Ozone Generators Create Home Smog
Air Purifiers That Produce Ozone May Be Hurting Your Health
Ozone Generators vs. Ionic Air Purifiers continued...
"There are plenty of ionic air purifiers; only a small fraction make
ozone," Nizkorodov says.
Mark Connelly, senior director of appliances and home improvement for
Consumer Reports, oversees the magazine's air-cleaner tests.
"You don't want to say that anything that generates ozone is bad,"
Connelly tells WebMD. "A printer produces ozone, but just because printers
sit on people's desks doesn't mean they should be taken off the market. But the
people who buy air purifiers are most susceptible to the problems they create.
You buy it to make things better, and it ends up making things worse for
Whatever ozone comes from ionic air purifiers pales in comparison to the
amount produced by ozone-generating air purifiers. These machines make ozone
for one reason: That's what they are designed to do.
"Ozone is a very effective way of disinfecting water -- and some believe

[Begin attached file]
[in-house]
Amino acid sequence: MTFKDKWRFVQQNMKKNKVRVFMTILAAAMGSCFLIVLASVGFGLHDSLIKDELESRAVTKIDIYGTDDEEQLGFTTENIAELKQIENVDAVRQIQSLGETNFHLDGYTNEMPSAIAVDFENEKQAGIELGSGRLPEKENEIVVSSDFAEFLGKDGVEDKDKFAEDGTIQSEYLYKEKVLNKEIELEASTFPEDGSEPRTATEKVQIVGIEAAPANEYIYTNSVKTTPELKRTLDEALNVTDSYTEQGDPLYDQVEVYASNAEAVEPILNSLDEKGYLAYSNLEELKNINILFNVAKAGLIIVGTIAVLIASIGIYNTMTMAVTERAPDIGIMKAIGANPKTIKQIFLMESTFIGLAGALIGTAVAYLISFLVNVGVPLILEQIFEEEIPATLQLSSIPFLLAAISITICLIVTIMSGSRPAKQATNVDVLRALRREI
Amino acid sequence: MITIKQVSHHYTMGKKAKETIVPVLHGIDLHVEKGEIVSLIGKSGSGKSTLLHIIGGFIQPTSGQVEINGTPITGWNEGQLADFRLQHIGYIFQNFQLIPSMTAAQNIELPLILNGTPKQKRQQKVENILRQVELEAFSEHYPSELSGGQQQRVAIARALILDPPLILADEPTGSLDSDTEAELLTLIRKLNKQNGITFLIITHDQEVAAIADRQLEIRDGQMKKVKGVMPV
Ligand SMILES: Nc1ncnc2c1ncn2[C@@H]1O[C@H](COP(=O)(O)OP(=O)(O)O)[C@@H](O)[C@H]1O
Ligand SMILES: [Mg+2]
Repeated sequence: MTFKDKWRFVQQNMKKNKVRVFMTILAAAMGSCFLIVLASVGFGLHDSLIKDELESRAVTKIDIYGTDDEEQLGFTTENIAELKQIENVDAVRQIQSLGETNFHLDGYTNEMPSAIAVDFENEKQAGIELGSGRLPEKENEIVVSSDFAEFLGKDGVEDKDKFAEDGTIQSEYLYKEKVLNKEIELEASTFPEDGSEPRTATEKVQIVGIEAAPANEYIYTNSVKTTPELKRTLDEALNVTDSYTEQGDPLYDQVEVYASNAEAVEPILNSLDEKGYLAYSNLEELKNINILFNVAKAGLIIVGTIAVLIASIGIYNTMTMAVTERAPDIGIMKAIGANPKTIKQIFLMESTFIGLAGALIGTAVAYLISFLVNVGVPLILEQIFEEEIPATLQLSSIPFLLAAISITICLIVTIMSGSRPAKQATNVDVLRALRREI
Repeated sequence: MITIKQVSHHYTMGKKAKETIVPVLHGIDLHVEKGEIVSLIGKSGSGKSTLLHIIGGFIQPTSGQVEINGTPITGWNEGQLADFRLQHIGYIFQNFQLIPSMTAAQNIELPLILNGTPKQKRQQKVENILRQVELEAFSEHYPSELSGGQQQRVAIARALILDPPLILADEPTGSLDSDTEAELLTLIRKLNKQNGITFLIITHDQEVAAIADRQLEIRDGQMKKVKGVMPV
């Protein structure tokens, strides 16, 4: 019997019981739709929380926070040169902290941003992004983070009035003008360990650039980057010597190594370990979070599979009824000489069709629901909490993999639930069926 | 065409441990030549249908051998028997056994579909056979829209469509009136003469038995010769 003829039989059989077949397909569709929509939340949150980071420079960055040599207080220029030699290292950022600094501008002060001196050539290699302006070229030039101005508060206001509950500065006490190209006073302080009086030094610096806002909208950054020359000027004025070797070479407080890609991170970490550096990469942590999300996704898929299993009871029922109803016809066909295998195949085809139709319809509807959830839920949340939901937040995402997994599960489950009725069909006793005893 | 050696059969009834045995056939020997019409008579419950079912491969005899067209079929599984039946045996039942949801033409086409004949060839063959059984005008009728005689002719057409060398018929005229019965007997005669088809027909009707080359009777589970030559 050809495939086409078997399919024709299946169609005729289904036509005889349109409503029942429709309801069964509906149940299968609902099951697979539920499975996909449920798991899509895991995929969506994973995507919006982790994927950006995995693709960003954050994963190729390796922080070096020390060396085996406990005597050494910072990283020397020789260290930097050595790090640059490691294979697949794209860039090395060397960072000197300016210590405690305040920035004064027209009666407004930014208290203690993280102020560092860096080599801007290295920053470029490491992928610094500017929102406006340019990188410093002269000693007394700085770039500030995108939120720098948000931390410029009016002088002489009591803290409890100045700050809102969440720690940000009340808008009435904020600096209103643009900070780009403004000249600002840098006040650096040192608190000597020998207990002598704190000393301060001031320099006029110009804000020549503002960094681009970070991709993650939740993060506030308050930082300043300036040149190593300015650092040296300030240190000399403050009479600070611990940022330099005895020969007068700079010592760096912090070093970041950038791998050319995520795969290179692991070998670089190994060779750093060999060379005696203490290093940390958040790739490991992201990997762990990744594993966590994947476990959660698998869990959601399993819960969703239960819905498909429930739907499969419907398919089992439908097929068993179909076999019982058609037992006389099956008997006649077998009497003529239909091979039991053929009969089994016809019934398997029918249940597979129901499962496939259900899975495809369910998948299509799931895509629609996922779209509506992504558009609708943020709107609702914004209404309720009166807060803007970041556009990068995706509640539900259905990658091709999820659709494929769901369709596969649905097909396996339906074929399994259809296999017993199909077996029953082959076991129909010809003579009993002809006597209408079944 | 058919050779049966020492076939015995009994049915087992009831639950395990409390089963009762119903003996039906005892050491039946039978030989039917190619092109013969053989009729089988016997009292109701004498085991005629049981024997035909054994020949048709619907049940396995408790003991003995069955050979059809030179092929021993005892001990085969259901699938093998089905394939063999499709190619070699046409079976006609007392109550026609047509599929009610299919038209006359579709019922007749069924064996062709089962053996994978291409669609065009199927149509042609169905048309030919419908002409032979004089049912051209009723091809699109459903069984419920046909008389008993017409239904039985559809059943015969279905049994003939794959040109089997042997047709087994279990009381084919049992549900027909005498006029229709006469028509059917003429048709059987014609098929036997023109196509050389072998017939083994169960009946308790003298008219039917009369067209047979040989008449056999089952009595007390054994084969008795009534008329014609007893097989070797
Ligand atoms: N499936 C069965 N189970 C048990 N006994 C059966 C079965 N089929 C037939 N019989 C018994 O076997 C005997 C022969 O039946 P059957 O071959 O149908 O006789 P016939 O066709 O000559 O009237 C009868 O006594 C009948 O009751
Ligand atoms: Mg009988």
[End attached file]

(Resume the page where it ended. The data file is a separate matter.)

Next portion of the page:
it is also possible to do this in the air," Nizkorodov says.
"Unfortunately, at the concentrations you need to destroy germs and
pollutants, the ozone levels are so high you cannot safely use it."
In a small bathroom, the UCI researchers found that one ozone generator, the
EZ-COM Air Purifier, took only a half hour to build up ozone to a smog level
that would force school closings if detected in a city's air. In a
1,250-square-foot office, the device took about a half hour to build ozone to
smog levels that would trigger unsafe air alerts.
By contrast, the Sharper Image Ionic Breeze Quadra model -- an ionic air
purifier, not an ozone generator -- built ozone to a maximum level of 40 parts
per billion (ppb) in a large office. The FDA considers medical devices safe if
they emit less than 50 ppb of ozone. The World Health Organization considers
eight-hour ozone levels of 60 ppb to be acceptable.
The Quadra did make the air unsafe when used in a small bathroom -- not the
products' intended use, says Sharper Image spokeswoman Suzie Stephens.
"Sharper Image products were included in the study and, in fact, met all
safety standards for ultra-low trace ozone emissions when the appropriate-sized
models were used in the manufacturer-recommended room sizes," Stephens
tells WebMD. "Why they chose to place the unit in a room size for which it
is clearly not intended nor used is inexplicable."
Stephens worries that the UCI study sows confusion by testing ionic air
purifiers alongside ozone generators. Indeed, she points to news reports on the
study that confused Sharper Image products with ozone generators.
"The study found that ozone generators, not ionic air purifiers when
used appropriately, can generate potentially unsafe levels of ozone
indoors," Stephens says. "None of the Sharper Image air purifiers are